The apparel sector comprises roughly 2 percent of annual global greenhouse gas (GHG) emissions, according to the World Resources Institute. Innerwear darling Adore Me wants to lower that number.
The B Corp recently acquired by Victoria’s Secret, has partnered with Carbonfact, a startup that helps fashion brands lower their environmental impact via a data platform that helps designers incorporate carbon impact into the design process from the start. The partnership will enable Adore Me to conduct a life cycle assessment (LCA) throughout its design process, ideally paving the way toward at-scale eco-design to make low-impact lingerie more accessible and affordable.
“A traditional LCA has a start and finish. This is completely revolutionary [and] different,” Ranjan Roy, Adore Me’s vice president of strategy, said. “It’s the idea that a start and an endpoint for a traditional LCA is the wrong approach and the idea that an LCA is an ongoing thing.”
This partnership makes Adore Me the first lingerie brand to dynamically measure its entire product catalog’s carbon impact in real time. The company’s designers can model materials at the product level and account for each step of the product life cycle, from raw material extraction to material processing, manufacturing, distribution and use. This heightened visibility into the life cycle brings Adore Me a step closer to its goal of reducing its Scope 3 carbon footprint by 20 percent in 2025 and achieving net-zero status by 2050.
“Historically, fashion brands could only work with consultants to conduct LCAs, but the process oftentimes proved to be static and not holistic,” said Marc Laurent, cofounder and CEO of Carbonfact. “As a team, we compiled our expertise in fashion LCA, engineering and data science to turn the apparel and footwear LCA methodology into software, allowing companies to model out product-level changes on their environmental trajectory by offering them a high-resolution view of their Scope 3 emissions. Adore Me’s vision and mission for democratizing more sustainable fashion aligns with our values, and we’re thrilled to partner with them on the journey.”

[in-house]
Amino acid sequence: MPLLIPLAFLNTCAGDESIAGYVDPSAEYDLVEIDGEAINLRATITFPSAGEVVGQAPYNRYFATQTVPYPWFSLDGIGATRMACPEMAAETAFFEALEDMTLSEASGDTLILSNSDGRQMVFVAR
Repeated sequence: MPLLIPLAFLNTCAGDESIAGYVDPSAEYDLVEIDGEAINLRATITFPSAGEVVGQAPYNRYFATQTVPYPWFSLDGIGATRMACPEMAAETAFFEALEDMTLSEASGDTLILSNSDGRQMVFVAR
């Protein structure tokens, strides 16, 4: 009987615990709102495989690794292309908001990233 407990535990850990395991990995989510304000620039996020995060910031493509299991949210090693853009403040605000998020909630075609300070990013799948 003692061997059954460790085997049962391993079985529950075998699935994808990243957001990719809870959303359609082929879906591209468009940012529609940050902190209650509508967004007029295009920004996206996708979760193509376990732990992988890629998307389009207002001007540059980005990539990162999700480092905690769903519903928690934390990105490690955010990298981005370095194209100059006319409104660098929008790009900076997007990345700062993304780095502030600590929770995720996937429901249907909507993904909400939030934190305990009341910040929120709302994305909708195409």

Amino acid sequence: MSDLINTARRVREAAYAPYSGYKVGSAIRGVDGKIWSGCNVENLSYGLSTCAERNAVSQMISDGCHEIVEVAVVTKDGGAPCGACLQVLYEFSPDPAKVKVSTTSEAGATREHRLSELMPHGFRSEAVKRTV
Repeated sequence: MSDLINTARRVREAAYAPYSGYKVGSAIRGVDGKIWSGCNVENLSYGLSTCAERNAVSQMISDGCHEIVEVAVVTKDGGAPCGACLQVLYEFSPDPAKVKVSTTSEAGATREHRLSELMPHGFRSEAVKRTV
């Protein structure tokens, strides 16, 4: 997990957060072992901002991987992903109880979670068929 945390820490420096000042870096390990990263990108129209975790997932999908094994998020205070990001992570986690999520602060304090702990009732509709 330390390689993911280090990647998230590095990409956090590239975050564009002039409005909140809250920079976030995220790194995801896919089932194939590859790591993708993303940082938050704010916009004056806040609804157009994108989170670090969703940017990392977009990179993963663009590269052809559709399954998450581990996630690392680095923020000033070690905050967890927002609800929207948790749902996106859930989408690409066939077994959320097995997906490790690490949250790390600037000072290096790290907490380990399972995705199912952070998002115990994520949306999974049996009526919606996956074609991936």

The DTC womenswear brand began the implementation process with Carbonfact in November 2022 and has since fully integrated the startup’s technology into its ecosystem. Carbonfact’s technology accompanies Adore Me’s set of internal tools that assess the sustainability of each design, from raw material components to manufacturing. These proprietary tools include the Adore Me Impact Matrix (AIM), which measures the environmental sustainability of a product based on its design and manufacturing attributes, providing a score based on four key impact areas: fiber, waste, water and chemicals. Through the Green Adore Me Manufacturing Evaluation (GAME), Adore Me scores its manufacturer’s social and environmental performance and collaborates to improve. The Material Assessment Tool (MAT) measures the environmental impact of Adore Me’s key product components.
“Tracking carbon footprint and decarbonizing products are two of the biggest hurdles fashion brands face, as conducting an accurate LCA for just one fashion style can take weeks or even months and cost upwards of $15,000,” Romain Liot, chief operating officer at Adore Me, said. “Historically, there’s also been limited data available on the carbon impact that various materials have and a lack of standardization for sustainability measurement and reporting. This presents a major roadblock for retailers who manage hundreds and thousands of products, making affordable and sustainable fashion a far-fetched goal for most. Carbonfact has made this goal attainable by democratizing the LCA process, and we’re proud to be one of their first major partners on the path to decarbonizing the fashion industry.”
Carbonfact helps retailers understand what drives most of their carbon footprint, what eco-design levers can be activated and how to reconcile their product-level CO2 emissions with their company-level objectives. Its team comprises LCA experts led by Dr. Bahareh Zamani, who co-authored the first draft of the Product Environmental Footprint Category Rules (PEFCR) for apparel and footwear in Europe.
But Adore Me probably isn’t going to let customers in on the fact it’s making carbon emission reductions.
“There has been a healthy internal debate around what’s communicated to the customer,” Roy said. “When you try to communicate carbon footprint at an individual product level to a customer, it’s impossible to actually have a genuine understanding or decision-making ability based on whatever information is provided. I think, for us, seeing how other brands potentially try to use that [information] purely for marketing purposes, I think actually distracts from the bigger topic of like, how you get people aware and talking about this in an informed way.”